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This movie is about a reporter and his photographer wife who
accidentally become involved with a vicious gang of modern day cattle
rustlers! Oddly, this gang is more like organized crime and the couple
see a potential story if they can infiltrate them. The trouble is, and
this makes the film a bit silly, is that the leaders of the gang know
who they are--so taking up with some of their lower level gang members
seemed awfully risky and was destined to be discovered. Still, the
story was moderately interesting.
This film can be found on the DVD "Forgotten Noir Double Feature Vol. 5: FBI Girl / Tough Assignment". FBI GIRL and TOUGH ASSIGNMENT were made by Lippert Productions, a small-time Hollywood film company. Unlike FBI GIRL, TOUGH ASSIGNMENT looked very low budget and cheap. It also suffered from sub-par writing, as the film oddly couldn't decide if it wanted to be a serious crime drama or a comedy--as it had BOTH in the film! That's because veteran low-budget comedian Sid Melton ("Alf Monroe" from GREEN ACRES) is one of the gang members--though anyone with half a brain would question this. He's very small, makes wise-cracks and one-liners CONSTANTLY and seems about as threatening as a cheeze puff!! Why they stuck this guy in what should have been a hard-bitten crime drama is beyond me--and this makes the film just another B-picture.
Tough Assignment (1949)
Did They Hurt You? That's the General Idea, Sweetheart
Oh, I know I shouldn't expect much from some of these second-rate crime films. But the dialog is so forced from scene one, and there are little clumsy things like a car turning into a driveway behind some trees and a moment later the evil car following them knowing exactly where they went even though we can tell they couldn't have seen. Or the man grabbing the film from the woman in her kitchen darkroom and we can tell it's already got pictures on it before it's been developed. Or the action happening at night and it's daylight out the window (around 42 minutes in if you don't believe me).
But wait, this is pretty cool--an amateur female photographer accidentally getting a picture of some criminals (eat your heart out Mr. Antonioni). In this early vision of suburbia, it gets rough fast, so by six minutes into it, the slightly bumbling reporter/husband is knocked out by some thugs and his wife has been assaulted in her own kitchen closet. Such is Don and Margie Reilly's first few moments as the lead couple, played by Don Barry and Marjorie Steele. This is no noir film, but just the insertion of big city mobster thugs entering the sweet safety of this little ranch with a lawn is great. And then, in the next few scenes, it gradually turns into a kind of western, with cowboys of a modern sort, and cattle rustling.
So is this a throwaway? Not really, besides being a little fun, something interesting happens in a film about crime that isn't highly stylized or slick. On the one hand we know it's clumsy, and we know it's a mediocre movie. But on the other hand, once we accept the falseness, we know we are within a more real world...the thugs seem like more normal thugs and therefore are more likely thugs. A "bootleg meat" racket could really operate like this, and some very ordinary people (you, me) could get hurt on the fringes, just as the Reilly's are in danger of being hurt.
Now, I'm being a little Pollyanna, for sure. The comic element is just awkward and, well, lighthearted, in the most condemning sense. And Sid Melton? Ugh. He's so unfunny he ruins the lighter touch of some of the other lines. He does have a few B-movie laughs. "Girls make the most fickle women there is." Not that any of it works if you take it seriously, really. The parts of the film that succeed are the more conventional bad guy stuff, and the sweet interactions of our little known lead couple. And right before the end, there is a terrific montage of newspaper headlines and double exposed close-ups of the thugs. The very end? Another putdown for women--her camera is taken away from her and we are supposed to laugh.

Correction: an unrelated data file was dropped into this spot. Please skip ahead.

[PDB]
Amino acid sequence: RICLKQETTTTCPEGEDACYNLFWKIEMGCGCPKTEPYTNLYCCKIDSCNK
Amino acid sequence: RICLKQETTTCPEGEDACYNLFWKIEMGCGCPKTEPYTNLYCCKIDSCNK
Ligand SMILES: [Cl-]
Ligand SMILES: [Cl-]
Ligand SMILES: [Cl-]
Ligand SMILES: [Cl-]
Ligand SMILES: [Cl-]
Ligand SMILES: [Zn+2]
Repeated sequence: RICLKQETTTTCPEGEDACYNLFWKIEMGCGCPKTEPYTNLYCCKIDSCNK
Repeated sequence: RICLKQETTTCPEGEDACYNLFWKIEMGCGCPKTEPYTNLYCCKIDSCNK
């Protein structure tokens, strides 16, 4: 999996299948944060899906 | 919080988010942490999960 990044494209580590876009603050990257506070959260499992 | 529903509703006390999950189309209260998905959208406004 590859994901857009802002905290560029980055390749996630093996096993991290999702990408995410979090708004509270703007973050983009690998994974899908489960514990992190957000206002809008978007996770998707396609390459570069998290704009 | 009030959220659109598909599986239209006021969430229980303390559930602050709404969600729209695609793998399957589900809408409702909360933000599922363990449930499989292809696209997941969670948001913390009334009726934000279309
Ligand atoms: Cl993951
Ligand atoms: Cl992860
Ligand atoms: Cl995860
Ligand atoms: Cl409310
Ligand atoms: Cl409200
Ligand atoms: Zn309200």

A nifty little-budget modern western. Barry and girl friend infiltrate a gang of cattle rustlers, using trucks instead of horses. Melton is good as comic relief. Made when Barry was trying to make the transition from western star to dramatics.
Cowboy star Don Barry does not entirely forsake the wide open spaces as
he plays a newlywed reporter who has a story fall into his lap as his
wife Margia Steele takes a picture accidentally of some thugs leaving a
butcher shop after roughing up the owner. They invade home and hearth
of Barry and Steele to get the telltale photograph before it's
It'a a one in a million shot that Barry just happens to be a reporter, but even newlywed domestic bliss doesn't deter him from his reporter's instincts. They go undercover to the ranch where the source of the rustling is.
That's what it is, plain and simple, cattle rustling like you've seen in hundreds of B westerns. But here it has a modern twist. The gang has several branches, the rustlers who use a ranch as a front for the cattle they steal. A slaughterhouse which we never see, but obviously has to be there. Finally on the city's mean streets, thugs are strong arming butcher's to take their uninspected meat just like in the days of Prohibition.
The movie moves quickly, but the story isn't well plotted out. And for comic purposes they have Sid Melton as a not too bright crook on the cattle ranch end with his 'girl' Iris Adrian who is two timing him with Marc Lawrence. Barry and Steele play Melton like a piccolo.
Though their places in the film are rather forced, I'm glad Adrian and Melton are there. They lend a bit of humor to an otherwise tedious noir film.
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